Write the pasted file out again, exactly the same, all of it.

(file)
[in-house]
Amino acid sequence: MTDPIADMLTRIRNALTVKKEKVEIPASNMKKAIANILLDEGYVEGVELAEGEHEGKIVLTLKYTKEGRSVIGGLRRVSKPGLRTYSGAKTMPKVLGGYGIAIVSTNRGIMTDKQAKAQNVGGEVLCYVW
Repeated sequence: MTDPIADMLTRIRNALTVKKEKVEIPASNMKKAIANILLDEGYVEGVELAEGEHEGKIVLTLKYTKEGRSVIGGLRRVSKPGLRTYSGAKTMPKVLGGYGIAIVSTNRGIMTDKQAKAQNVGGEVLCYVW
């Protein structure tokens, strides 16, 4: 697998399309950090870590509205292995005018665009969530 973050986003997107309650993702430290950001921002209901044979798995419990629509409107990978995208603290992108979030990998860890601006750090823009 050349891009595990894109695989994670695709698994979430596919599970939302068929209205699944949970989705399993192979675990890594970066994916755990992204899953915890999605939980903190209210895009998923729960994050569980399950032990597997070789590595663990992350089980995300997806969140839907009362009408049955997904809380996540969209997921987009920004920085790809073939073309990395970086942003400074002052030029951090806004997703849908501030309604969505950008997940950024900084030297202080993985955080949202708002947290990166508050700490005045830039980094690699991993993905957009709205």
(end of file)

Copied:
[in-house]
Amino acid sequence: MTDPIADMLTRIRNALTVKKEKVEIPASNMKKAIANILLDEGYVEGVELAEGEHEGKIVLTLKYTKEGRSVIGGLRRVSKPGLRTYSGAKTMPKVLGGYGIAIVSTNRGIMTDKQAKAQNVGGEVLCYVW
Repeated sequence: MTDPIADMLTRIRNALTVKKEKVEIPASNMKKAIANILLDEGYVEGVELAEGEHEGKIVLTLKYTKEGRSVIGGLRRVSKPGLRTYSGAKTMPKVLGGYGIAIVSTNRGIMTDKQAKAQNVGGEVLCYVW
């Protein structure tokens, strides 16, 4: 697998399309950090870590509205292995005018665009969530 973050986003997107309650993702430290950001921002209901044979798995419990629509409107990978995208603290992108979030990998860890601006750090823009 050349891009595990894109695989994670695709698994979430596919599970939302068929209205699944949970989705399993192979675990890594970066994916755990992204899953915890999605939980903190209210895009998923729960994050569980399950032990597997070789590595663990992350089980995300997806969140839907009362009408049955997904809380996540969209997921987009920004920085790809073939073309990395970086942003400074002052030029951090806004997703849908501030309604969505950008997940950024900084030297202080993985955080949202708002947290990166508050700490005045830039980094690699991993993905957009709205």